In order to see more debug messages, the following lines can be
   added to ~/.gnupg/dirmngr.conf:

  debug 4096
  debug-level 4096
  log-file /tmp/dirmngr.log

   Limitations: The dirmngr's builtin HTTP client does a certificate
   validation for HTTPS requests, thereby effectively limiting
   requests to public domains. Internal addresses and private IP
   addresses will most likely fail to provide a valid certificate
   unless configured manually.


   Depending on how the WKD key lookup is triggered, this
   vulnerability can be used to perform Cross-Site-Request-Forgery or
   Server-Side-Request-Forgery respectively. For example,
   Thunderbird/Enigmail tries to lookup keys via WKD by default and
   may have been triggered by a mailto: link. This falls under the
   category CSRF.

   Any server side key lookup via WKD may be vulnerable to SSRF
   depending on the exact software used.


   The SRV record must be validated before being used as part of a
   URI. This issue was resolved with version 2.2.10.

(1a) arbitrary HTTPS GET requests via HTTP redirect:

   A variation of (1) is to redirect a legitimate WKD request to
   another URL via HTTP Code 301, 302 or 307. There are effective
   checks for redirect loops and https to http downgrade. However the
   target location can be arbitrary and as such it can be used to
   trigger CSRF/SSRF as described above.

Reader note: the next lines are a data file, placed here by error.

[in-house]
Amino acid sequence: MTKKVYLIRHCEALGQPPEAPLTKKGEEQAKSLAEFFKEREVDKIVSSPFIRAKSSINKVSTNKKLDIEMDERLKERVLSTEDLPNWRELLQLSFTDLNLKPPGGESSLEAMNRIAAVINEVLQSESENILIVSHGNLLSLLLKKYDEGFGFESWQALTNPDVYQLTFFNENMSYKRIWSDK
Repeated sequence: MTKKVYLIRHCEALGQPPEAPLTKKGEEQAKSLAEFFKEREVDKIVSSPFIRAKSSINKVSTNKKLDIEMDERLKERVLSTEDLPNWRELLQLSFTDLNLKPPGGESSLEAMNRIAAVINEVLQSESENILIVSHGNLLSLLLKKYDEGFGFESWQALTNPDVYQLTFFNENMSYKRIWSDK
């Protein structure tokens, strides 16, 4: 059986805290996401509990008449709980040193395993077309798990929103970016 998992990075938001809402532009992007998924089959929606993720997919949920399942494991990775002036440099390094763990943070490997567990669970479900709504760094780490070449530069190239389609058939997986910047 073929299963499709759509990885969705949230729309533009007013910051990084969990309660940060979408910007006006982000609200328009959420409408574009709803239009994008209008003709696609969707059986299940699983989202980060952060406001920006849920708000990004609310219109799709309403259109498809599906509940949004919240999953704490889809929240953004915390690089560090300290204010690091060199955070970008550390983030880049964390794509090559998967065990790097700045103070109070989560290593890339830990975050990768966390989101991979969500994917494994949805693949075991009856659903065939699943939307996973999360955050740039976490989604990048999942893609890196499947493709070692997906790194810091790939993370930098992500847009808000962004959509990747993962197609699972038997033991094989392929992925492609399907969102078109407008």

Consider a web service of some kind with IP restrictions, that can
   only be accessed from within a company's network. The redirect
   target would be this protected resource and can now be triggered
   via WKD on another domain.

   Silly example:

  1. WKD GET redirects to
  2. checks originating IP.
  3. Request originates from company network, so shutdown is executed.

   Of course, even offering such a hypothetical REST service would
   leave the company open to CSRF attacks in the first place. But
   being able to trigger the CSRF via WKD, potentially without the
   user's knowledge as this attack vector is not widely known, is
   GnuPG's shortcoming.


   There are several ways to prevent this attack. A few examples:

  * some equivalent to a web browser's CORS policy: The target should be
able to specify, whether 302 should have been allowed, e.g. by stating
so in the policy file.
  * the target URI could be stripped down to host/port components and be
used to construct the usual https://host:port/.well-known/... URI